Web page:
One year after the closing, Betco learned of several problems with Bio-Systems’ operations. Some of Bio-Systems’ products were being shipped with bacteria levels below the level reflected on the accompanying certifications, and Bio-Systems’ sales force was reusing or falsifying some certificates. Notwithstanding these problems, Betco agreed to pay the escrowed amount to the Peacocks early at a discounted rate.36
A year later, Betco sued the Peacocks, asserting that the Peacocks had breached the duty of good faith and fair dealing in the purchase agreement. The district court dismissed the claim against one of the Peacocks and, after a bench trial, ruled in favor of the other.37
The Seventh Circuit began its analysis by explaining the contours of the duty and how it is breached. The duty of good faith concerns itself primarily with the expectations of the parties – what situation did they expect to find themselves in after making their bargain? The duty to act in good faith prevents a party from frustrating his or her counterpart’s expectations by complying with the “letter but not the spirit” of their agreement.38 A breach occurs if a party acts in a manner that prevents his or her counterpart from receiving the benefits of the contract.39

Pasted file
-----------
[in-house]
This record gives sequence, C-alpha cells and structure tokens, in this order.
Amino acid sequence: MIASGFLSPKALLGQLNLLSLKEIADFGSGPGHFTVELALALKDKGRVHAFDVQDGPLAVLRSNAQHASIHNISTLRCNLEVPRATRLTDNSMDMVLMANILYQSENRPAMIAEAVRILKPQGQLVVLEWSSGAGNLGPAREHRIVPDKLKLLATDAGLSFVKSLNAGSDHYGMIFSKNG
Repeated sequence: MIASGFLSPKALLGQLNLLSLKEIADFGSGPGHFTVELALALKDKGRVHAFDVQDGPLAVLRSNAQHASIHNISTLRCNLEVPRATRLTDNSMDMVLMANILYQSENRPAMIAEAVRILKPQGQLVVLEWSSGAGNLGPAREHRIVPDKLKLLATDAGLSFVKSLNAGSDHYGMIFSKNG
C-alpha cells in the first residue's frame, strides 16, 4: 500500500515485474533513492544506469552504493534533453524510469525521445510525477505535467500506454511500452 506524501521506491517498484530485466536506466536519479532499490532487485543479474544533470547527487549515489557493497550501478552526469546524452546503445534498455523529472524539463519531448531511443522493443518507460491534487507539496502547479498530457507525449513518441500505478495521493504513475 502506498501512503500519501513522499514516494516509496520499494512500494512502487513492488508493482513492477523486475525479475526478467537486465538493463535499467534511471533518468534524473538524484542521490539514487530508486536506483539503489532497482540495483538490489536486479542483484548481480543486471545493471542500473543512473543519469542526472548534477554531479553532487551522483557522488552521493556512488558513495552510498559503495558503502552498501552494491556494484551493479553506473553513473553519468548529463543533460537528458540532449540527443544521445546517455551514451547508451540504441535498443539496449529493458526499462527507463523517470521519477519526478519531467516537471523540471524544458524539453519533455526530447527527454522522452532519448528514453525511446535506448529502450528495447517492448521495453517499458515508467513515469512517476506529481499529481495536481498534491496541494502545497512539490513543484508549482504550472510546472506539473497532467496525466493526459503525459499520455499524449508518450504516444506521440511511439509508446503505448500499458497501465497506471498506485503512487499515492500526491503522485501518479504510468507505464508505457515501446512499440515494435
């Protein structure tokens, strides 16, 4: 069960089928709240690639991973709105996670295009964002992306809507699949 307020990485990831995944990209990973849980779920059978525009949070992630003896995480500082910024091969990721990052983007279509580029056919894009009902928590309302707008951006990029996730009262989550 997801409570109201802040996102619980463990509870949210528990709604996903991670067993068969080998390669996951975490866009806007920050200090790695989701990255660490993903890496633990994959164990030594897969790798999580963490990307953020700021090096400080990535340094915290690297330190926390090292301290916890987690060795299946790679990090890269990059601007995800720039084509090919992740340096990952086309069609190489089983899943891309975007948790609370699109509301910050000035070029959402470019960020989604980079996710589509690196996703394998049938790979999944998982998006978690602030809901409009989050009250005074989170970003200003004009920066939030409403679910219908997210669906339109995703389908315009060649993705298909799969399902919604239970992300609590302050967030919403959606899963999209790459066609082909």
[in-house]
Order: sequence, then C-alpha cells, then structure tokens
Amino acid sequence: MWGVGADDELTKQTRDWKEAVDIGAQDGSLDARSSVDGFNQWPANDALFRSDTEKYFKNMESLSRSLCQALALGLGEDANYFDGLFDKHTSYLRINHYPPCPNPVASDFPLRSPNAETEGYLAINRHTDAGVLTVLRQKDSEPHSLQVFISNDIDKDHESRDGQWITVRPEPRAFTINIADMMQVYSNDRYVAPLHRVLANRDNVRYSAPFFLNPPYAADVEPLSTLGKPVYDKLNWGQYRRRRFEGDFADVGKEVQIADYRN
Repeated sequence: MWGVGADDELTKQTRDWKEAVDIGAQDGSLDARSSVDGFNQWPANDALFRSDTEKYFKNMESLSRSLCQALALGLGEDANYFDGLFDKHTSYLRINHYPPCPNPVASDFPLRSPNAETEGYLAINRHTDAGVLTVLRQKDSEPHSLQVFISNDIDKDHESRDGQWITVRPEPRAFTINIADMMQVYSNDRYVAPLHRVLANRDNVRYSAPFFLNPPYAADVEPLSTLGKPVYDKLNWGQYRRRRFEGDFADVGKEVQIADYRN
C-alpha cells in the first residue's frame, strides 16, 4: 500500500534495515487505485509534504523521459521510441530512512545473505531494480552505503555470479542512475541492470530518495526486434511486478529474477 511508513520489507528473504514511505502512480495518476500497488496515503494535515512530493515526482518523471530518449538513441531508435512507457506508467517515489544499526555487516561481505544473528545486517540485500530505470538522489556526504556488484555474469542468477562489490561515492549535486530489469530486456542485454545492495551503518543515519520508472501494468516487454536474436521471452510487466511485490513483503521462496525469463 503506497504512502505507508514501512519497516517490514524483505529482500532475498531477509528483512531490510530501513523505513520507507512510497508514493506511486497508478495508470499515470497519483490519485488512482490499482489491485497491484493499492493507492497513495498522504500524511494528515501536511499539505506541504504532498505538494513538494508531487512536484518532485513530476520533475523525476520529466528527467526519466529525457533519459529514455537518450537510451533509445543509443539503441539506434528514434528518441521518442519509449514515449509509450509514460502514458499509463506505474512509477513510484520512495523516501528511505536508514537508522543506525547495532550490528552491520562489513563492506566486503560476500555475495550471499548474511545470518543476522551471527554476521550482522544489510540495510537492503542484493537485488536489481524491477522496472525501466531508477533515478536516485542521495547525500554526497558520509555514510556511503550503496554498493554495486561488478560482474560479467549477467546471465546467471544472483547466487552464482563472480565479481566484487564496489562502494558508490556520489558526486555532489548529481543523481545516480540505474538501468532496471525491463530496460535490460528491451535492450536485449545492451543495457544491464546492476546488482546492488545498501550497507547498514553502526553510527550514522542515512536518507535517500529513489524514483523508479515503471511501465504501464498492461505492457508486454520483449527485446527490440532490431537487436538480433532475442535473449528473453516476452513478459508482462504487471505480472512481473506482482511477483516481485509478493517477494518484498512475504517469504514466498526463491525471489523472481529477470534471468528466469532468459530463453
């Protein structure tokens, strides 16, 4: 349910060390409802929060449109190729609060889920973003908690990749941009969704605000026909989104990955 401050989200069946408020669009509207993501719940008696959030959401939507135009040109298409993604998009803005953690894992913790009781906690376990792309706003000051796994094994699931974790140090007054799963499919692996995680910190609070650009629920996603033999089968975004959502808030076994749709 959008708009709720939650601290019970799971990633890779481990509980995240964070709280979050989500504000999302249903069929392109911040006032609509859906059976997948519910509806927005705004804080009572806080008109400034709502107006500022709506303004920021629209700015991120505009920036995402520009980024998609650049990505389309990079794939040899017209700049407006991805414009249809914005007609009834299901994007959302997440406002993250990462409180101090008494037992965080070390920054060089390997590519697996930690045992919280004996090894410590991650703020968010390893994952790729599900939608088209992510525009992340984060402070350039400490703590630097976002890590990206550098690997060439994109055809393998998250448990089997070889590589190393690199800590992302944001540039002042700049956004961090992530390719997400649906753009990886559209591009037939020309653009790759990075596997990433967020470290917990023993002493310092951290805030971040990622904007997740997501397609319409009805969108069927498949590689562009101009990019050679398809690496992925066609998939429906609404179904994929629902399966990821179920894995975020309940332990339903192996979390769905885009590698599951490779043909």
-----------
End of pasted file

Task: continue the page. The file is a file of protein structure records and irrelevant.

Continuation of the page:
With the focus on Betco’s post-contractual expectations, the court of appeals agreed with the district court that Betco’s claim had two fatal flaws. First, the court determined that Betco’s post-sale expectation was to own a profitable company that would not receive complaints from customers about falsified product certificates. The court found that this expectation was satisfied – Betco did not present evidence that it did not receive “a profitable company free of consumer claims.”40
Second, the panel emphasized that Betco knew before the sale closed that the bacteria levels in Bio-Systems’ products were not always consistent. This knowledge informed Betco’s expectation – it “knew that it could be acquiring flawed processes, and it must have expected that it might have to expend funds to make the bacteria yields consistent.”41 Thus, the nonconforming product that Bio-Systems produced after the closing “could not have destroyed Betco’s contractual expectations.”42
Wisconsin Corporate Law – Successor Liability